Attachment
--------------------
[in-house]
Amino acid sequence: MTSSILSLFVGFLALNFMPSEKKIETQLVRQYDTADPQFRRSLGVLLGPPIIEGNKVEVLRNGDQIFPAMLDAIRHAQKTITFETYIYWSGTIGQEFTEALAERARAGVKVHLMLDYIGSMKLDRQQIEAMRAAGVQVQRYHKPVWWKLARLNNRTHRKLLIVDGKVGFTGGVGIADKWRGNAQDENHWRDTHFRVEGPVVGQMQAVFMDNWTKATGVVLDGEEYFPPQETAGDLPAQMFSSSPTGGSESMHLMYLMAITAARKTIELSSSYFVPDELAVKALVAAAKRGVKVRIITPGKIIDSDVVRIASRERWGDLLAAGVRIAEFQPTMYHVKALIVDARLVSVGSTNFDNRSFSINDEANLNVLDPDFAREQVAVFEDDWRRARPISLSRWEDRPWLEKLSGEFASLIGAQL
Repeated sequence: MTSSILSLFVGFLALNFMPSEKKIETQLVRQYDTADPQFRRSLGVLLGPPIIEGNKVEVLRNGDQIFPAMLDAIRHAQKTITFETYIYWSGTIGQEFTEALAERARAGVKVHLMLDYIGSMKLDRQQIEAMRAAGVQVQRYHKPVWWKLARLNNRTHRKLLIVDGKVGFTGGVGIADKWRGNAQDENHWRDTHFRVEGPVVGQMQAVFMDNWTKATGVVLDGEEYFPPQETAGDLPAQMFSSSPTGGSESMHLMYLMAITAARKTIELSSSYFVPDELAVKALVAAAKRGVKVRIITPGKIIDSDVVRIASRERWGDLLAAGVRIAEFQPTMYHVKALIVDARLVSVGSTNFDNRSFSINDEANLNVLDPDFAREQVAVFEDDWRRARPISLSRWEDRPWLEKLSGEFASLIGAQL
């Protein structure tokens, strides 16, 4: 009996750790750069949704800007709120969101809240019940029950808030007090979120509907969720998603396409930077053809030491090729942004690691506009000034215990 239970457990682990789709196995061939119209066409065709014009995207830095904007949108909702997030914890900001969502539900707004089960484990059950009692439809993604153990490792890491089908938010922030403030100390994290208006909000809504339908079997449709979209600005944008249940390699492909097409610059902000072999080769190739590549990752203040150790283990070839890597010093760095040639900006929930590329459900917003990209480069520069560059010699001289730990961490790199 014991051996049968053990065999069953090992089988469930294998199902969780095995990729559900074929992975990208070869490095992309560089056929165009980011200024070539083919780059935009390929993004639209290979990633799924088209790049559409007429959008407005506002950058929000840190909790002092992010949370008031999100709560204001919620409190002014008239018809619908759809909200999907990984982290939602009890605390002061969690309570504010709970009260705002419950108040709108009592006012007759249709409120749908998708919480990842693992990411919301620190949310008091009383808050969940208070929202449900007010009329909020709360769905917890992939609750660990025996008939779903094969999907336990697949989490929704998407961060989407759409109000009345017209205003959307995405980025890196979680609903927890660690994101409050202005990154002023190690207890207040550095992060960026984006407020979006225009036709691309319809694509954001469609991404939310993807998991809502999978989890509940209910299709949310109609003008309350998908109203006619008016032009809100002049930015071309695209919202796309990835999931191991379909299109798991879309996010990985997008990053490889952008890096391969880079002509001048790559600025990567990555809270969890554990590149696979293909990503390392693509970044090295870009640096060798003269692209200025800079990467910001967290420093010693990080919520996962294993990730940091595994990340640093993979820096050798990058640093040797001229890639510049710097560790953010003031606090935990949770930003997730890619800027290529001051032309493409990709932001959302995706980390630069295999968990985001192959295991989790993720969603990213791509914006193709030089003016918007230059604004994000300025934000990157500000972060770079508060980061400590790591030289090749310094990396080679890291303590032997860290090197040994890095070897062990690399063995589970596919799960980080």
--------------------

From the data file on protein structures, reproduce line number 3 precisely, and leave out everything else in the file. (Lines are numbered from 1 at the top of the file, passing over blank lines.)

Repeated sequence: MTSSILSLFVGFLALNFMPSEKKIETQLVRQYDTADPQFRRSLGVLLGPPIIEGNKVEVLRNGDQIFPAMLDAIRHAQKTITFETYIYWSGTIGQEFTEALAERARAGVKVHLMLDYIGSMKLDRQQIEAMRAAGVQVQRYHKPVWWKLARLNNRTHRKLLIVDGKVGFTGGVGIADKWRGNAQDENHWRDTHFRVEGPVVGQMQAVFMDNWTKATGVVLDGEEYFPPQETAGDLPAQMFSSSPTGGSESMHLMYLMAITAARKTIELSSSYFVPDELAVKALVAAAKRGVKVRIITPGKIIDSDVVRIASRERWGDLLAAGVRIAEFQPTMYHVKALIVDARLVSVGSTNFDNRSFSINDEANLNVLDPDFAREQVAVFEDDWRRARPISLSRWEDRPWLEKLSGEFASLIGAQL